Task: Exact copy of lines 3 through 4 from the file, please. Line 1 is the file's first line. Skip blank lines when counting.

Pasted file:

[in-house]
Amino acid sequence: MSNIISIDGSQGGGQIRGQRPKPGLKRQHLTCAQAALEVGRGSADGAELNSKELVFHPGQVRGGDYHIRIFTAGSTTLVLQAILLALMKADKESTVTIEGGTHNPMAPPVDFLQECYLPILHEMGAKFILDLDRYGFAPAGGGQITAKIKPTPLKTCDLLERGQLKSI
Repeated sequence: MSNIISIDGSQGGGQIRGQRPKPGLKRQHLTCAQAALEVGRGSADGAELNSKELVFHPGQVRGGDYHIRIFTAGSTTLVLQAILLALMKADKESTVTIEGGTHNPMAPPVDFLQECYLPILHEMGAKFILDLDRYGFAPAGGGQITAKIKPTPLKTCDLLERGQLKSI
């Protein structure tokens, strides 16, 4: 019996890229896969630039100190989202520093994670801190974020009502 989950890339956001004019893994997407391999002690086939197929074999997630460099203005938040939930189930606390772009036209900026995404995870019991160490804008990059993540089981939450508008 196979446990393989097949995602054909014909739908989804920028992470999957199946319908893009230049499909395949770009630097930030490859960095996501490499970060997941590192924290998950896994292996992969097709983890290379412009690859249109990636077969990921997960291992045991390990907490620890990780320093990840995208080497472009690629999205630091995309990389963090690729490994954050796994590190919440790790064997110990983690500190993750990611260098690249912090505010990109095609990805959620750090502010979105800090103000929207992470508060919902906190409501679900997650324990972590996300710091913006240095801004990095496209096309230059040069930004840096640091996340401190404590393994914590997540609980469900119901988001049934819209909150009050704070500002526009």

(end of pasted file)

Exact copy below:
Repeated sequence: MSNIISIDGSQGGGQIRGQRPKPGLKRQHLTCAQAALEVGRGSADGAELNSKELVFHPGQVRGGDYHIRIFTAGSTTLVLQAILLALMKADKESTVTIEGGTHNPMAPPVDFLQECYLPILHEMGAKFILDLDRYGFAPAGGGQITAKIKPTPLKTCDLLERGQLKSI
């Protein structure tokens, strides 16, 4: 019996890229896969630039100190989202520093994670801190974020009502 989950890339956001004019893994997407391999002690086939197929074999997630460099203005938040939930189930606390772009036209900026995404995870019991160490804008990059993540089981939450508008 196979446990393989097949995602054909014909739908989804920028992470999957199946319908893009230049499909395949770009630097930030490859960095996501490499970060997941590192924290998950896994292996992969097709983890290379412009690859249109990636077969990921997960291992045991390990907490620890990780320093990840995208080497472009690629999205630091995309990389963090690729490994954050796994590190919440790790064997110990983690500190993750990611260098690249912090505010990109095609990805959620750090502010979105800090103000929207992470508060919902906190409501679900997650324990972590996300710091913006240095801004990095496209096309230059040069930004840096640091996340401190404590393994914590997540609980469900119901988001049934819209909150009050704070500002526009």